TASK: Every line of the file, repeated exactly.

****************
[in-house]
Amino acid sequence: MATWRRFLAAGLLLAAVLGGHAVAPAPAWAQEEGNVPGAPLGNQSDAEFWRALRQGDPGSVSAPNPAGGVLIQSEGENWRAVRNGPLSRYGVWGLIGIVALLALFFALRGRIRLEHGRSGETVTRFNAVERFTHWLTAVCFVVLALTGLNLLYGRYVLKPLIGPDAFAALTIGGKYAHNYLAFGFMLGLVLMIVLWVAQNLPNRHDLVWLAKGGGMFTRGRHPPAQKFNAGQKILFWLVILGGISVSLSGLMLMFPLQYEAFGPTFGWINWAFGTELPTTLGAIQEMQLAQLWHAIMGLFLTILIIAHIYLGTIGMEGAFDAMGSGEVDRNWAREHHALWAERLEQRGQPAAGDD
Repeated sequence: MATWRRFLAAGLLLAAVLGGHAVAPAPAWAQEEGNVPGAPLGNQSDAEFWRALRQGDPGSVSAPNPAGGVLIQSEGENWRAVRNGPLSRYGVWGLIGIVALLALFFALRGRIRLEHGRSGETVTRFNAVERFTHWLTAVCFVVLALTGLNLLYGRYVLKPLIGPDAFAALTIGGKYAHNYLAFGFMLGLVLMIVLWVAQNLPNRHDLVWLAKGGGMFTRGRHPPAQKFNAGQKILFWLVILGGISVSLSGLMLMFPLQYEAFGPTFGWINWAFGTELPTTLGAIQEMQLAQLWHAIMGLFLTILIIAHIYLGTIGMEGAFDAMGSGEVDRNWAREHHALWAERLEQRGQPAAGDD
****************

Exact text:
[in-house]
Amino acid sequence: MATWRRFLAAGLLLAAVLGGHAVAPAPAWAQEEGNVPGAPLGNQSDAEFWRALRQGDPGSVSAPNPAGGVLIQSEGENWRAVRNGPLSRYGVWGLIGIVALLALFFALRGRIRLEHGRSGETVTRFNAVERFTHWLTAVCFVVLALTGLNLLYGRYVLKPLIGPDAFAALTIGGKYAHNYLAFGFMLGLVLMIVLWVAQNLPNRHDLVWLAKGGGMFTRGRHPPAQKFNAGQKILFWLVILGGISVSLSGLMLMFPLQYEAFGPTFGWINWAFGTELPTTLGAIQEMQLAQLWHAIMGLFLTILIIAHIYLGTIGMEGAFDAMGSGEVDRNWAREHHALWAERLEQRGQPAAGDD
Repeated sequence: MATWRRFLAAGLLLAAVLGGHAVAPAPAWAQEEGNVPGAPLGNQSDAEFWRALRQGDPGSVSAPNPAGGVLIQSEGENWRAVRNGPLSRYGVWGLIGIVALLALFFALRGRIRLEHGRSGETVTRFNAVERFTHWLTAVCFVVLALTGLNLLYGRYVLKPLIGPDAFAALTIGGKYAHNYLAFGFMLGLVLMIVLWVAQNLPNRHDLVWLAKGGGMFTRGRHPPAQKFNAGQKILFWLVILGGISVSLSGLMLMFPLQYEAFGPTFGWINWAFGTELPTTLGAIQEMQLAQLWHAIMGLFLTILIIAHIYLGTIGMEGAFDAMGSGEVDRNWAREHHALWAERLEQRGQPAAGDD